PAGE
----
8. Before your actual exam, please review your slides with me. With no interruptions or questions, your presentation should be approximately 30 minutes (MS) or 60 minutes (PhD) long; the actual exam will be longer due to questions and discussion. This equates to a presentation with roughly 20-25 (MS) to 40 (PhD) slides. Long presentations are invariably cut on the spot by the committee, which is flustering, but entirely avoidable.

  9. The exam is a formal event. It is the policy of the College of Engineering (with which I agree) that graduate students may not provide refreshments to committee members. Please do not plan on food at your exam; that is not the purpose, and it strains the independence between student and examiner that ensures you are treated professionally.

  10. You should plan on some "revision time" following an exam. It is possible you will need to make some changes to your thesis, based on feedback from your committee. It is risky to expect no changes, and to schedule something major (like leaving town for a new job) immediately following an exam. In most cases, such changes require only a few days to implement and get approved by the committee.

Comments for Students Whose Committee I Am On

  1. Read and follow instructions posted by the graduate school and your department for theses, scheduling exams, etc. Be sure you are aware of graduate school deadlines, which are long before the end of the semester; also allow for the lead time the graduate school requires for scheduling exams (PhD: 3 weeks!). Some online resources are:
  2. Get your thesis or proposal in good shape and approved by your advisor before giving it to me. The advisor is the first (and most important) person to give you feedback, and to satisfy.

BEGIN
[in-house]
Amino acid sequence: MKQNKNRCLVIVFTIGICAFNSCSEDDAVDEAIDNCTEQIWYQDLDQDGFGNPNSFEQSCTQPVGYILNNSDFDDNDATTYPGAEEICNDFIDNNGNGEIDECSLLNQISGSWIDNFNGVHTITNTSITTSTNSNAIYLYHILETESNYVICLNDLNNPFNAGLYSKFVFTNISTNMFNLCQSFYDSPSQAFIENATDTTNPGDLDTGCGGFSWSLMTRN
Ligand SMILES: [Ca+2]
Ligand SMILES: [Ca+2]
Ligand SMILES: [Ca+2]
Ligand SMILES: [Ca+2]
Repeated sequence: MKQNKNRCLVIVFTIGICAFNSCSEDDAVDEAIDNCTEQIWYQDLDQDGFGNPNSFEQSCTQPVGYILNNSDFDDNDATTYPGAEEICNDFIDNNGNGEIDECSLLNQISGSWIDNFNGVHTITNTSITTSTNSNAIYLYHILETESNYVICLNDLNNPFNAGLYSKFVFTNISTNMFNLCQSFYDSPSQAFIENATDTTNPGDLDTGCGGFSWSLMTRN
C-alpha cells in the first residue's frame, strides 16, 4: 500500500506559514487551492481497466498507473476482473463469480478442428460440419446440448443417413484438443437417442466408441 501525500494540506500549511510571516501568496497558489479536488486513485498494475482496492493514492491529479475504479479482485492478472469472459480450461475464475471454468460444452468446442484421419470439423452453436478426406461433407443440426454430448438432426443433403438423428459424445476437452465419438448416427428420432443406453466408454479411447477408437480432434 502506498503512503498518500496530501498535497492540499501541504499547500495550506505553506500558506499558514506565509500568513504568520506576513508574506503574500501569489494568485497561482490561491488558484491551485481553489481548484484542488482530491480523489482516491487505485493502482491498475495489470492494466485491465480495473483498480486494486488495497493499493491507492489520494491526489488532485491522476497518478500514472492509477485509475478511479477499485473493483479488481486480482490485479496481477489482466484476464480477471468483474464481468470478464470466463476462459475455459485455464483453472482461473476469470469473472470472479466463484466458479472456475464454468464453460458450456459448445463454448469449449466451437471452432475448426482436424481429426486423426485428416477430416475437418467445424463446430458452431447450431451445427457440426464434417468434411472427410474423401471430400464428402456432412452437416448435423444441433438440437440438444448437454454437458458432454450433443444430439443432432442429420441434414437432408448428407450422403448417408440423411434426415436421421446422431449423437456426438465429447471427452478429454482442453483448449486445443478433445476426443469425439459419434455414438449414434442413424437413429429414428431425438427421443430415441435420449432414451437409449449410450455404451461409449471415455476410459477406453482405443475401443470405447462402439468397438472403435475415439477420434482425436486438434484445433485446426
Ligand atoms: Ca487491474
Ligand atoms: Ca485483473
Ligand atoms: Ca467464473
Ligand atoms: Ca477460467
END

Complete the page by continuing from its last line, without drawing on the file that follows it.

3. Contact me (and other committee members) with 2 or 3 dates you prefer, and I'll tell you my available times on those dates. When you find a compatible time for all committee members, notify me immediately. There is often a flurry of students trying to hold exams at approximately the same time (right before the grad school deadline). First one to nail down a date and a time wins!

  4. Email me a copy of your completed thesis or proposal one week before the exam date. I strongly prefer to get an electronic copy (PDF is best); I can print off a hard copy if I need it.

  5. The thesis or proposal should already have been proofread by a careful, qualified reader for spelling, punctuation, and grammar errors before I see it. [Note: see info at end of this page about a free campus service that helps with this.] Minor errors are no problem, but if the thesis or proposal has serious readability problems I will return it for revisions. I will not be able to understand and appreciate the content if the writing is seriously deficient.

  6. After turning over your thesis or proposal to your committee, but before your actual exam, please review your slides with your advisor. With no interruptions or questions, your presentation should be approximately 30 minutes (MS) or 60 minutes (PhD) long; the actual exam will be longer due to questions and discussion. This equates to a presentation with roughly 20 (MS) to 40 (PhD) slides. Long presentations are invariably cut on the spot by the committee, which is flustering, but entirely avoidable.

  7. It is often helpful to schedule a brief meeting one-on-one with your committee members before a defense, to orient your committee members, and/or to preview issues that may be raised in the exam. This step is optional; some do it, some don't.

  8. The exam is a formal event. It is the policy of the College of Engineering (with which I agree) that graduate students may not provide refreshments to committee members. Please do not plan on food at your exam; that is not the purpose, and it strains the independence between student and examiner that ensures you are treated professionally. If the advisor wants to provide food, that is OK, although my belief is that the time for food, wine, song, ..., is after the exam, not before it.